Today we’re joined by Fen. Fen is a talented and versatile writer who writes both fan fiction and original work. My thanks to her for taking the time to participate in this interview.
Please, tell us about your art.
I write short poetry and prose and things that are kind of in between.
What inspires you?
Everything! I can be doing the most mundane thing and suddenly an image will flash into my head complete with the most perfect wording and I will have to get it down right then otherwise it’ll be gone forever.
This usually happens the moment before I fall asleep. I’ve spent many a morning grieving over lost potential.
What got you interested in your field? Have you always wanted to be an artist?
I’ve been a voracious reader ever since I can remember, and knowing that people made a living by creating something that brought me so much joy just made me determined to do it as well. Sadly, my Mum, while supportive of my imagination, never encouraged me to go professional because ‘writing can never be a job’. So I don’t write as much as I should.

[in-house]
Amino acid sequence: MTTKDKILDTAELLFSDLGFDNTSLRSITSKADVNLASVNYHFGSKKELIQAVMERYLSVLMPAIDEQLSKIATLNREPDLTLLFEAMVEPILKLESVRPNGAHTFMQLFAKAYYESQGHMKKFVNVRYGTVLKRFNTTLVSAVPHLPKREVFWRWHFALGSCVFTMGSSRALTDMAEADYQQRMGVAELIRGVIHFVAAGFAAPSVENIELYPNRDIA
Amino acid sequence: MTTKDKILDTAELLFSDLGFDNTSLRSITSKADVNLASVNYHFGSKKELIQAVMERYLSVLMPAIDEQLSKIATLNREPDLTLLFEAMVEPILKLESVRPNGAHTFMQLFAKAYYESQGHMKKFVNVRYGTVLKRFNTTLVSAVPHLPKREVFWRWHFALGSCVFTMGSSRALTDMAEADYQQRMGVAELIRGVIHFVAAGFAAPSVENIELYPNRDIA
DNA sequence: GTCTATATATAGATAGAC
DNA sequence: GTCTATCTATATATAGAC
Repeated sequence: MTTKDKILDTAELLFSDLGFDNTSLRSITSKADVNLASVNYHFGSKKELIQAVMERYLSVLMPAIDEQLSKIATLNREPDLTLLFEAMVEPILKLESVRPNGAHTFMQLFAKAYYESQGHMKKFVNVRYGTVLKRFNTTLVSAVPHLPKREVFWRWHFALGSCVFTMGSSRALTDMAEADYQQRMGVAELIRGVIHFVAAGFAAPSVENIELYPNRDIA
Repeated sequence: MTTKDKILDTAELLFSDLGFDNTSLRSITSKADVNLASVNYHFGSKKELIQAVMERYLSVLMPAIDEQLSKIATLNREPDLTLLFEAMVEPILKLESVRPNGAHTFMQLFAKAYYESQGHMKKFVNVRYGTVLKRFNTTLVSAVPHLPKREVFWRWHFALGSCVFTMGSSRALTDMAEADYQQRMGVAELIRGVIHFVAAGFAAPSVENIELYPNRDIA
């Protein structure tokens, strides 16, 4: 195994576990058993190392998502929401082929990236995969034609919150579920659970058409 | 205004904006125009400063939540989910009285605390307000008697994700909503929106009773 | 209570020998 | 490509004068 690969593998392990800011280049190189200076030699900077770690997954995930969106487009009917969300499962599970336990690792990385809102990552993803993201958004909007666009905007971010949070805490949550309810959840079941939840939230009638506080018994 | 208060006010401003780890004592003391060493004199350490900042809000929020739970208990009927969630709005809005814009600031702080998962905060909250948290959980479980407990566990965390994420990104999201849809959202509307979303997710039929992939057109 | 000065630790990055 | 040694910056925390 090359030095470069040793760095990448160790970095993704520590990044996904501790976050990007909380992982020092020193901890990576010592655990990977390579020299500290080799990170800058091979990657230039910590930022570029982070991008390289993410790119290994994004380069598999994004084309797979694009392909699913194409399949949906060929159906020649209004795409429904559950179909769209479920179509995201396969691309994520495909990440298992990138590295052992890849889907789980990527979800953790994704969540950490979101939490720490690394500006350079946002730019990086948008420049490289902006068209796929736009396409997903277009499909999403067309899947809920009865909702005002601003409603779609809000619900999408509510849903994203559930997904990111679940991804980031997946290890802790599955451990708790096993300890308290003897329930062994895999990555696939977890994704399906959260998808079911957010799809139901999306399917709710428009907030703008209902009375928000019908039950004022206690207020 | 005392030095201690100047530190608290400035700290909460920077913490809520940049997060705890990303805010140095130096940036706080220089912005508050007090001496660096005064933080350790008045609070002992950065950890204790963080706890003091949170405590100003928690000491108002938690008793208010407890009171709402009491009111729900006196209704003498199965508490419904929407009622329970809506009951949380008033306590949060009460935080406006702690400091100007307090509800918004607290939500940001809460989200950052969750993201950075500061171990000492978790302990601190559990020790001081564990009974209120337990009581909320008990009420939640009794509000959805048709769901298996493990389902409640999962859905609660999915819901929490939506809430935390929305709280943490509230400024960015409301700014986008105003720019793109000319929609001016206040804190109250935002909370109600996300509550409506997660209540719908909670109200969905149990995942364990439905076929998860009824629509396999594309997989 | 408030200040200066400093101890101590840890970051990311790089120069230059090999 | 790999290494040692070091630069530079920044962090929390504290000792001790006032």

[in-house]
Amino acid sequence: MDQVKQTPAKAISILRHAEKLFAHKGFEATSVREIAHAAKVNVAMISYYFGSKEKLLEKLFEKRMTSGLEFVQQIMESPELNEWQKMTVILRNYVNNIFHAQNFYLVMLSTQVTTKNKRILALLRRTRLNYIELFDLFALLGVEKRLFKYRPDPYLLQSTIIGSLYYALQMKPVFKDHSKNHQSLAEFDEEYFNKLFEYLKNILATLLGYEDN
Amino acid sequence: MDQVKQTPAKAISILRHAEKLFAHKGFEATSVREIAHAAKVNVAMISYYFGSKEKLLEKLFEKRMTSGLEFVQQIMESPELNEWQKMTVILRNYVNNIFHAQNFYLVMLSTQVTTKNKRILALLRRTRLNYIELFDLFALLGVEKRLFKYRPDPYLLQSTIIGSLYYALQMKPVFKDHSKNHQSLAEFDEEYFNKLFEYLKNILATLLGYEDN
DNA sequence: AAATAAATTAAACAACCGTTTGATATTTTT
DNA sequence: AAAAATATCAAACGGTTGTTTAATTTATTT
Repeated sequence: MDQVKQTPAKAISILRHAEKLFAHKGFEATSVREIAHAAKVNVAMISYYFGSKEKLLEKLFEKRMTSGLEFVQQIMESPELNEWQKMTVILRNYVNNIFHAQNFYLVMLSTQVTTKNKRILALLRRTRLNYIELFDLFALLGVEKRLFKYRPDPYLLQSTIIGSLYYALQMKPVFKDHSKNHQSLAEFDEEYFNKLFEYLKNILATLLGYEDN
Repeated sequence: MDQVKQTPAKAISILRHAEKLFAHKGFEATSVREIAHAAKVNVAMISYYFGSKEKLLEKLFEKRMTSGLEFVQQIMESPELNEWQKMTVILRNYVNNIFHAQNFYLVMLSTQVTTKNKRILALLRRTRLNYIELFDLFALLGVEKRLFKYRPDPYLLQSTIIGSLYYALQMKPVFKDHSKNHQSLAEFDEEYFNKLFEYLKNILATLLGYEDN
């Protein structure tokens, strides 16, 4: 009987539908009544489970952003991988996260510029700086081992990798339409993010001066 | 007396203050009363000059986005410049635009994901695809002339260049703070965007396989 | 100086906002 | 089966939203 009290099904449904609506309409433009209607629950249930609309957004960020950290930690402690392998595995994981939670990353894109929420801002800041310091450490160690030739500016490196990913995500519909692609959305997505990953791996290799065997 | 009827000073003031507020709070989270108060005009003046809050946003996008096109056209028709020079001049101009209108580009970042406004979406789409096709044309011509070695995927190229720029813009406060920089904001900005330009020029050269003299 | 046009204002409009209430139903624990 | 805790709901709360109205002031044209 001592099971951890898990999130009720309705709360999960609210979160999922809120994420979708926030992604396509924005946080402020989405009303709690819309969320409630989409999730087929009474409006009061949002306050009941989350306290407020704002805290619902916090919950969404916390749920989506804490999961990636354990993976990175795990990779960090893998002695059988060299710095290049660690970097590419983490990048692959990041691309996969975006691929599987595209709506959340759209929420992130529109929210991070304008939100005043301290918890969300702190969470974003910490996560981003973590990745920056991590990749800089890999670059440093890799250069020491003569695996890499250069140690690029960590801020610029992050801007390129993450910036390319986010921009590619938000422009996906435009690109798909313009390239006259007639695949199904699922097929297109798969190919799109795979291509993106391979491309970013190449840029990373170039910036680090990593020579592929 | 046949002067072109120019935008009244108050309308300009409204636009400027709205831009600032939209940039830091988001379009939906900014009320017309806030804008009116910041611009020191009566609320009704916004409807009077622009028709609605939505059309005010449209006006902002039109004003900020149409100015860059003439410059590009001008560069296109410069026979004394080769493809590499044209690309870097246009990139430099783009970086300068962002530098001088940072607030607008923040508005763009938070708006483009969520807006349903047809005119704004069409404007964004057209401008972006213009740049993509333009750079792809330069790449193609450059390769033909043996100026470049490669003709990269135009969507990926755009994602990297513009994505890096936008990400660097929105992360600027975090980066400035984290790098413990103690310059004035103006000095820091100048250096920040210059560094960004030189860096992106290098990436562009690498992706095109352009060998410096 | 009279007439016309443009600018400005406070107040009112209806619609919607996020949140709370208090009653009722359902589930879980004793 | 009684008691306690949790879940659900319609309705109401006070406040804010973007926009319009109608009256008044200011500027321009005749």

Do you have any kind of special or unique signature, symbol, or feature you include in our work that you’d be willing to reveal?
Usually in my poetry there’ll be a reference to a storm; someone once described me as a force of nature more terrifying than a storm (because they know they can survive the storm) and ever since then that’s how I’ve described all women.
What advice would you give young aspiring artists?
Be that force of nature. Believe in yourself so strongly that people will bunker down in fear, or risk their lives to revel in what you create. Do not ever let anyone tell you that you cannot make a living doing what you love. And never, ever stop making art.
Where on the spectrum do you identify?
Panromantic asexual with a sex drive but no sexual attraction. Confusing.
Have you encountered any kind of ace prejudice or ignorance in your field? If so, how do you handle it?
Not in my field, no, but I tend to keep myself pretty secular anyway.
What’s the most common misconception about asexuality that you’ve encountered?
In general: that asexual people just haven’t had good enough sex yet (or similarly ‘how do you know if you’ve never tried it?’)
Directed at me personally: that I can’t be asexual because I dress sexy. Being aware of how damn fine I look does not give anyone else the right to my body.
What advice would you give to any asexual individuals out there who might be struggling with their orientation?
You’re not broken, or weird, or ‘just in need of a good shag’. If you’ve never had sex, that’s fine. If you have previously had sex, that’s fine. Your asexual-ness isn’t defined by your sexual history. Fight the ones who try and tell you how to identify.
Finally, where can people find out more about your work?
Thank you so much, Fen, for participating in this interview and project. It’s very much appreciated.